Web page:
SAN FRANCISCO >> For months, technology companies have pursued Amy Chang.
The calls are relentless, with several feelers a month, said Chang, chief executive of Accompany, a Silicon Valley startup. Even when she declines the overtures, the tech companies and their agents keep coming back, asking the same question: Will you please join our board?
“I turned down 15 to 20 first meetings” about joining a company board this year, said Chang, 39, who was an executive at Google for seven years before founding Accompany, which makes an executive-briefing app. “This whole thing is so crazy.”
Chang eventually agreed to one invitation. In October she was appointed to the board of Cisco Systems, the behemoth Silicon Valley maker of networking gear. The role pays her a $75,000 annual retainer and gives her a grant of restricted stock worth several hundred thousand dollars. She is now the youngest of Cisco’s 11 board members by at least a decade, and one of four women.
Even by Silicon Valley standards, where recruiting wars are legion, attracting women to join tech company boards has become intense. While many companies still want the highest-profile women in the industry — think Sheryl Sandberg of Facebook or Meg Whitman of Hewlett Packard Enterprise — a new pool of candidates is also being hotly pursued. And those women are younger, tend to be ethnically diverse and have grown up in digital businesses for much of their careers.
The competition for these women is thriving as tech companies are under growing pressure to diversify their boards. While Twitter and other tech companies have taken steps to add more women to boards, the tech industry still lags others in gender diversity. Among Silicon Valley’s 150 largest companies, only 15 percent of board seats were filled by women in 2016, compared with 21 percent for companies in the Standard & Poor’s 500 Index, according to the research firm Equilar.
A lack of diversity permeates many parts of the tech industry — the overall workforces of companies like Facebook, Google and others strongly skew male — but boardrooms are a particular focus because they are power centers that can help spur broader changes. Board positions are often coveted for their prestige and big paychecks; median pay for directors at large public companies was $270,000 in 2015, according to Equilar.
Chang is one of the new generation of tech women who are now being courted to close that gap. Others include Stacy Brown-Philpot, chief executive of TaskRabbit, a San Francisco startup that connects people to cleaners, handymen and others who do household tasks. Brown-Philpot was appointed to her first public company board, HP Inc., in 2015.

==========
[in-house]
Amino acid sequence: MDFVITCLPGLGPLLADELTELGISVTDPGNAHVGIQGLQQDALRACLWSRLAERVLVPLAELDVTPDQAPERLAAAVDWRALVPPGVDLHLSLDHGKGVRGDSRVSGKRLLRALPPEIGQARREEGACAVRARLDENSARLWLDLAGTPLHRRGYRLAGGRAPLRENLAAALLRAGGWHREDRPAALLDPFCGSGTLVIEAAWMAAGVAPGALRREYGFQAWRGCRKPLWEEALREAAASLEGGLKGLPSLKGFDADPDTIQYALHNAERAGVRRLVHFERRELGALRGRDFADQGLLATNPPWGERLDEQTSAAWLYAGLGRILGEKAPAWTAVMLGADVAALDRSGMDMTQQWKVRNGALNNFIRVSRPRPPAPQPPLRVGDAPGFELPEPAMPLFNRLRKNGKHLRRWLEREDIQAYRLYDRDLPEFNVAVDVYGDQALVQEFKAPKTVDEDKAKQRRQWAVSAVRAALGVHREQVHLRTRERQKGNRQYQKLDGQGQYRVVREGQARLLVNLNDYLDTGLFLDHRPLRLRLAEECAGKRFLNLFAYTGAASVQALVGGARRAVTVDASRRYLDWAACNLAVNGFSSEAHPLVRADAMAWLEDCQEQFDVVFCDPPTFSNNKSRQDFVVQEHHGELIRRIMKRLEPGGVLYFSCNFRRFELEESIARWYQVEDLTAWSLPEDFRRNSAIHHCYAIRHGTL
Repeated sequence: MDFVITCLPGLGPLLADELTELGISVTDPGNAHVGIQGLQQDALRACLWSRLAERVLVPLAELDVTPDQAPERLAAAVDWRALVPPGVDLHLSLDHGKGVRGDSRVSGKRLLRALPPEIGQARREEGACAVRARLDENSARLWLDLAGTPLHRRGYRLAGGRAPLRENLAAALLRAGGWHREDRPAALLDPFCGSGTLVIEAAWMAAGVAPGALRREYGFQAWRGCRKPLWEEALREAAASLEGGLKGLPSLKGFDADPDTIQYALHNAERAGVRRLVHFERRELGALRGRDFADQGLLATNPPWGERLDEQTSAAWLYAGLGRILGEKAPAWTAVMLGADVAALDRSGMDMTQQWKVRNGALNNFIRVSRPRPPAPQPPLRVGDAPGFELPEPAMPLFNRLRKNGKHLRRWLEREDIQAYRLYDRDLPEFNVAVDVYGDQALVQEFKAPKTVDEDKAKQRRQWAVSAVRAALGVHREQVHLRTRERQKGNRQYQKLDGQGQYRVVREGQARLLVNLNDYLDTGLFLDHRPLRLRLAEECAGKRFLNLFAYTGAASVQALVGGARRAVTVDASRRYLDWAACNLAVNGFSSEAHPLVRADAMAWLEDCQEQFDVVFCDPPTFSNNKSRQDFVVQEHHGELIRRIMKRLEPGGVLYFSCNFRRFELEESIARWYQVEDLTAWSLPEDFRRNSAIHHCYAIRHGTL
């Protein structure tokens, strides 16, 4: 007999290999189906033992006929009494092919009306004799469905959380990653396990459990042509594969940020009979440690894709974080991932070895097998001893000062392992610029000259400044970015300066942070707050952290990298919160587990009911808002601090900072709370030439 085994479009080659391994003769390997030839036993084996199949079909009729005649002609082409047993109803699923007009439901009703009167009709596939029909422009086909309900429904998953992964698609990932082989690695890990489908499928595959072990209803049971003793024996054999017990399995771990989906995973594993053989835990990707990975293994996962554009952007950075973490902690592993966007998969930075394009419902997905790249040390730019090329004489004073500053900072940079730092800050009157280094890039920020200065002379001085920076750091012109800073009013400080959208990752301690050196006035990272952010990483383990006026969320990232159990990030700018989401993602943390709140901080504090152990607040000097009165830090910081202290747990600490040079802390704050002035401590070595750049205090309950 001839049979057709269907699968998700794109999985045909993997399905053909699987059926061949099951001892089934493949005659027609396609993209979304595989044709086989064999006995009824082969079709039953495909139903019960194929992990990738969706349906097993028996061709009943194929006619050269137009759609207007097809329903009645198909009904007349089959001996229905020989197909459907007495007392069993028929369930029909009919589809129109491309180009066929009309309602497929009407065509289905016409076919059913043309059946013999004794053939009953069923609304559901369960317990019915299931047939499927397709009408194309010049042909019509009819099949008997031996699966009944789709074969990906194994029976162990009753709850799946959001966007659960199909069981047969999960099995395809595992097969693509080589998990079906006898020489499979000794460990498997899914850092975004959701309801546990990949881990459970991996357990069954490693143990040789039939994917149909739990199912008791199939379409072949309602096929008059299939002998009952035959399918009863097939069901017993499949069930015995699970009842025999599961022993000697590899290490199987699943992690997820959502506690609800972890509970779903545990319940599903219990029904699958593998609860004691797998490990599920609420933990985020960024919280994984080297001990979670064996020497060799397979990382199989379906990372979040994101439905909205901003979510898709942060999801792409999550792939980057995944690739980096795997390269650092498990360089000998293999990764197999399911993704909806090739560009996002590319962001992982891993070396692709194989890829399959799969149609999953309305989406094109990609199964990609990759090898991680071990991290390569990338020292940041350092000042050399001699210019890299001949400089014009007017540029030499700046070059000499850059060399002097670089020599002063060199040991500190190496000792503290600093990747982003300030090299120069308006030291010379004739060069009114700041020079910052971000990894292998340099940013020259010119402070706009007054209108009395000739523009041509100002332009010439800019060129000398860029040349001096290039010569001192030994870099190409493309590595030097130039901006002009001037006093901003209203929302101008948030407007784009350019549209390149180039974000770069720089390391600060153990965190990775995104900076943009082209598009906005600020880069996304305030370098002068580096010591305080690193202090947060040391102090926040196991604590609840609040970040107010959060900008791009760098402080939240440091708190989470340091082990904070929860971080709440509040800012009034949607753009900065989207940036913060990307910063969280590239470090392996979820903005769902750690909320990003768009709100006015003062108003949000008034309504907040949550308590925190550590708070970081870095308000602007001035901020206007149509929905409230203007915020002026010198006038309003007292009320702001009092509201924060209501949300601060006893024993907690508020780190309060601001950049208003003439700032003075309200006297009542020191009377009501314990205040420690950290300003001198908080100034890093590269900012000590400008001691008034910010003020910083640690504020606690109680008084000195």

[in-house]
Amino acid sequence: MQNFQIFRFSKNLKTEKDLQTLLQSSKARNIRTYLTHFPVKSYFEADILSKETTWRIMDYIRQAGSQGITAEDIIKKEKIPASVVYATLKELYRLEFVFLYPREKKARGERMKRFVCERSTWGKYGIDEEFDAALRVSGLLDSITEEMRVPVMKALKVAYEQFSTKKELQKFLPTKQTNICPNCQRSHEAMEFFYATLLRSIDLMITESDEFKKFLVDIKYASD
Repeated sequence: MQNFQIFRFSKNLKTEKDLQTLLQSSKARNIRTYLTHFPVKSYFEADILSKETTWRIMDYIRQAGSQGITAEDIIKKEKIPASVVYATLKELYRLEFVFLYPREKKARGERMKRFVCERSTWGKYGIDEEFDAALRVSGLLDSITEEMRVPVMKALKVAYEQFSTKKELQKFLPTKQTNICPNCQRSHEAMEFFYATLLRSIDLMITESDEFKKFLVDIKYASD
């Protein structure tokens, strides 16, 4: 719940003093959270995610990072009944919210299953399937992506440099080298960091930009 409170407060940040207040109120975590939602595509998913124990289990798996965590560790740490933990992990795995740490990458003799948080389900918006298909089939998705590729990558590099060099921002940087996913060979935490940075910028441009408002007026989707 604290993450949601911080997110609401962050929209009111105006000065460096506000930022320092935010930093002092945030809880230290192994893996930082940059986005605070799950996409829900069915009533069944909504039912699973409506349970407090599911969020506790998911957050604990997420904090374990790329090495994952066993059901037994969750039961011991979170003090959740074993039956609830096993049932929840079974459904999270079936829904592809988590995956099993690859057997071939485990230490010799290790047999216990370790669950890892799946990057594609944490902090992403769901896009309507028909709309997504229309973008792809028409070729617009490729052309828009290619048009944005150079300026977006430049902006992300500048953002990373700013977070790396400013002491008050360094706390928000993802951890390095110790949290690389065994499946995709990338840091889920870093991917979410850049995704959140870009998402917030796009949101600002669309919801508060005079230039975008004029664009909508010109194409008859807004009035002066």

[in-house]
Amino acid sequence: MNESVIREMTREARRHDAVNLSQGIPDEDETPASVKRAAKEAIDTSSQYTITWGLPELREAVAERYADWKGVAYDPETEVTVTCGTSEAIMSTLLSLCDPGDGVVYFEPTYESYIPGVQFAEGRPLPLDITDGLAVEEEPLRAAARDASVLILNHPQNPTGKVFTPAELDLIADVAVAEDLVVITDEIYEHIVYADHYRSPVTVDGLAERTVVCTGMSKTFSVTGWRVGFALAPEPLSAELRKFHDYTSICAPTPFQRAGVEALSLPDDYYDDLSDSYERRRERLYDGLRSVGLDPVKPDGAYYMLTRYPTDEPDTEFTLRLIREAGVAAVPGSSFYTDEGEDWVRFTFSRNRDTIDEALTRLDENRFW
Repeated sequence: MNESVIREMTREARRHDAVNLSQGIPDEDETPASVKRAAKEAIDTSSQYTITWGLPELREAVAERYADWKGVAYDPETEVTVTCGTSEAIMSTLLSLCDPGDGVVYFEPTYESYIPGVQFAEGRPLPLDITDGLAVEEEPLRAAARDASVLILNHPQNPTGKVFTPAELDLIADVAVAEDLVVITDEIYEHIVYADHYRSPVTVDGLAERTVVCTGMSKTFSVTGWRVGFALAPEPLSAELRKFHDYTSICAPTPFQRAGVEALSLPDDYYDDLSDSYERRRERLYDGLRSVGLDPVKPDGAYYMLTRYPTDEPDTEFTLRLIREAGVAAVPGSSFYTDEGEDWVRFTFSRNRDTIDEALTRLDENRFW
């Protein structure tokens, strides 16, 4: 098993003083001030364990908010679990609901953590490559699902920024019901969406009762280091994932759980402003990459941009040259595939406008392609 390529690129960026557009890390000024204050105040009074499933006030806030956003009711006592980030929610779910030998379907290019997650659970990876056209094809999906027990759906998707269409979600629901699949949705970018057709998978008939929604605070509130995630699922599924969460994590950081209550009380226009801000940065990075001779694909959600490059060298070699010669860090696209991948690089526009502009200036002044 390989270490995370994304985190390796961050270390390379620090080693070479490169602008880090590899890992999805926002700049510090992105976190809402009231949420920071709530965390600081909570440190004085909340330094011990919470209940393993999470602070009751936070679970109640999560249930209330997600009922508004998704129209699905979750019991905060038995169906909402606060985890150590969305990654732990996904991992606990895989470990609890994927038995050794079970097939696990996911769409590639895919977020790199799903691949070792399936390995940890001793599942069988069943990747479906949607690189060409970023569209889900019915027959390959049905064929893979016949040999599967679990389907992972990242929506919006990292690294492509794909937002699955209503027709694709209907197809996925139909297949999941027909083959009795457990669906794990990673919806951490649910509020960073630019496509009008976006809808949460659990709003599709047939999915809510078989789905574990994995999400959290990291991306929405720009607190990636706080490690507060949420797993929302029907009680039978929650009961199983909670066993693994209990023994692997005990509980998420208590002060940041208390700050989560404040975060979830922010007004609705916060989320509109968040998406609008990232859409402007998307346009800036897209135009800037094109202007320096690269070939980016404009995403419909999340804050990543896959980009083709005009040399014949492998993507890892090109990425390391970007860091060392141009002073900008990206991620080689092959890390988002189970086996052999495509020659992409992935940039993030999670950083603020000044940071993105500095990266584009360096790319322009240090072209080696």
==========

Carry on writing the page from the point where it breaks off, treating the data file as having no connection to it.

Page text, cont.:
Also in demand are Selina Tobaccowala, who runs the startup Gixo, and Clara Shih, chief executive of Hearsay Systems, who joined the board of Starbucks five years ago, at age 29, executive recruiters said.
“Boards are looking at diversity across multiple dimensions, such as gender, ethnicity, age and unique skill sets,” said David Chun, chief executive of Equilar, which tracks board candidates and executive compensation. “If you can bring a number of these different attributes and perspectives to the boardroom, you’ll be in high demand.”
The clamor for these women has spread beyond Silicon Valley’s large public tech companies to privately held startups as well, some of which could emerge as the next public giants. Glenn Kelman, chief executive of Redfin, a closely held online real estate brokerage, said he sometimes had to mount “pitched efforts” to attract female candidates to his company’s nine-member board because many other startup chief executives were after the same people.
“A lot of executives are trying to do this,” Kelman said. “If I dillydallied, suddenly everyone was recruiting” the same person.
In November Redfin brought on two new directors, including Julie Bornstein, chief operating officer of Stitch Fix, an online personal stylist service. Bornstein is the second woman serving on Redfin’s board. In 2014 the company added Tobaccowala, a co-founder of Evite who was later a top executive at the online polling company SurveyMonkey.
Bornstein, 46, a former chief digital officer at Sephora, said she had gotten 30 or 40 calls to discuss joining a corporate board over the last few years, even though she had never sat on one. Before becoming a member of Redfin’s board, Bornstein said, she also talked to two public companies about a board spot, though she lost out to other women for those positions.
Yet many hurdles still prevent women from joining more tech boards, Bornstein said. As she interviewed at companies about board seats, she said, she found that many directors typically stuck to their own networks of acquaintances for candidates. That generally led to looking at the same people over and over again.
As a rule of thumb, boards also want experienced members. Part of the reason Bornstein said she did not land other board positions was because “they couldn’t get their head around someone who hadn’t been on a board before.” Because there are “fewer natural high-profile women in tech,” she said, “it requires taking bets on new people.”